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What about the children?

Hickman has declined to discuss the case publicly. Shortly after the school board’s Nov. 4 decision, Hickman’s attorney, Mark Herdman, told a local reporter the action “was just another unfortunate decision handed down by the Marion County School Board to fire yet another good employee.”

But to lose your employment, including your place in the lives of countless young people who look up to you as an educator, a mentor, and a pillar of the community, goes far beyond a simple job loss. Seeing someone who served his country with honor, and was wounded in the field of battle, be sacked for choosing a safe, effective medicine exposes a terrible hypocrisy at the heart of the War on Drugs.

For decades, America’s weed warriors have justified their destructive prohibition against a beneficial plant by appealing to the fate of “the children.” What message, they ask, would it send to allow a combat veteran to smoke a joint or use a cannabis salve in the privacy of his own home instead of popping dangerous, addictive pills?

The real question is what lesson will Mike Hickman’s students learn from a society that publicly shames and summarily dismisses an upstanding citizen for something that should be nobody’s business but his own.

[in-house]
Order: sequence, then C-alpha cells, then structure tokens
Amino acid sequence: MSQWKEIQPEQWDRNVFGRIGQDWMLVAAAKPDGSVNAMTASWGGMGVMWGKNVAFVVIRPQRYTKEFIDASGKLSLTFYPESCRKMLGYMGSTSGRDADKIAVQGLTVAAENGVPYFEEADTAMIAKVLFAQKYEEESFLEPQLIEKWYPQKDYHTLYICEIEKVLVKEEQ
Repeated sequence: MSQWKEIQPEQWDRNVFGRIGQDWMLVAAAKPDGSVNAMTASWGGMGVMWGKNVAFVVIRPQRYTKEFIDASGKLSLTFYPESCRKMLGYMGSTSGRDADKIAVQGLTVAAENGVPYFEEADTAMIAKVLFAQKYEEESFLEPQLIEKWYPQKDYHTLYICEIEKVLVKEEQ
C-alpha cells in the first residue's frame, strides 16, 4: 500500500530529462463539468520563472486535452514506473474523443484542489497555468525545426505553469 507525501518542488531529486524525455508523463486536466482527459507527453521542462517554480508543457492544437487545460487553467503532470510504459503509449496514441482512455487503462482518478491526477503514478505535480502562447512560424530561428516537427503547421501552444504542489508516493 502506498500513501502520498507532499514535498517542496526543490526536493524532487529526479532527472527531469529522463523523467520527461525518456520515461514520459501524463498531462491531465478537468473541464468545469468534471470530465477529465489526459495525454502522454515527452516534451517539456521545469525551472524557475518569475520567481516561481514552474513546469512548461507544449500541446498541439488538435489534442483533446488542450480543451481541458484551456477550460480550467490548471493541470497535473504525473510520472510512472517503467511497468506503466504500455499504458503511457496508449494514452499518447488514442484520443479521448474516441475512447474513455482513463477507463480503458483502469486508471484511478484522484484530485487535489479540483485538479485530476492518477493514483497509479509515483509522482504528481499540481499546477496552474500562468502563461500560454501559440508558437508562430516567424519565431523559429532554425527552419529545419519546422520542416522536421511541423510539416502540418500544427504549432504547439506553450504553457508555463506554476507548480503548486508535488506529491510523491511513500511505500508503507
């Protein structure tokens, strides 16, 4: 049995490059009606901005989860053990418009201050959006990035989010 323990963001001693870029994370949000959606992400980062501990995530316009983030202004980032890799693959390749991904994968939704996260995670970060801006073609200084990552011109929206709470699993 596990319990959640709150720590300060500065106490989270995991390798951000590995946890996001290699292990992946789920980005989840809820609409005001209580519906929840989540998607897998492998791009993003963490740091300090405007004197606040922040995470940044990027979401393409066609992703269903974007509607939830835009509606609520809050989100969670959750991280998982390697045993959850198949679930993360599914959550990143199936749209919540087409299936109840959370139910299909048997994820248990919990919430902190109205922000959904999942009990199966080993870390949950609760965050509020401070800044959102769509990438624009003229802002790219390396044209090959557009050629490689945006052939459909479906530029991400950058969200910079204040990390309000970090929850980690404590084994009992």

A cannabis Catch-22

Contacted by Leafly, several school board members directed questions to Kevin Christian, the district’s head of public relations.

District officials scrambled to find a way to justify Hickman’s firing. At issue is a long-outdated zero-tolerance policy for a medication that’s now legal.

At first Christian tried to frame the issue as Hickman’s failure to disclose his use of medical cannabis to school authorities prior to failing his drug test—“that’s really a big portion of what the school board expressed concern over”—though he eventually conceded that nothing in the school board’s policy would have prevented Hickman from being fired on the spot for simply making such a disclosure.

In fact, that policy specifically lists marijuana among prohibited substances, with no consideration of whether it’s legal under state law. This zero-tolerance approach to maintaining a “drug free workplace” has remained unaltered for decades. The school board failed to update the district’s policies in any way following the legalization of medical cannabis in Florida four years ago.

School board hiding behind federal law

Even now, the school board says the fact that cannabis remains federally illegal prevents them for making any further allowances, since public schools receive federally funding that could theoretically be cut off if they permit even a single exception.

Back in 2019, a committee in the US House of Representatives directed the Office of Personnel Management to review policies surrounding the hiring and firing of federal employees in states with legal cannabis, writing: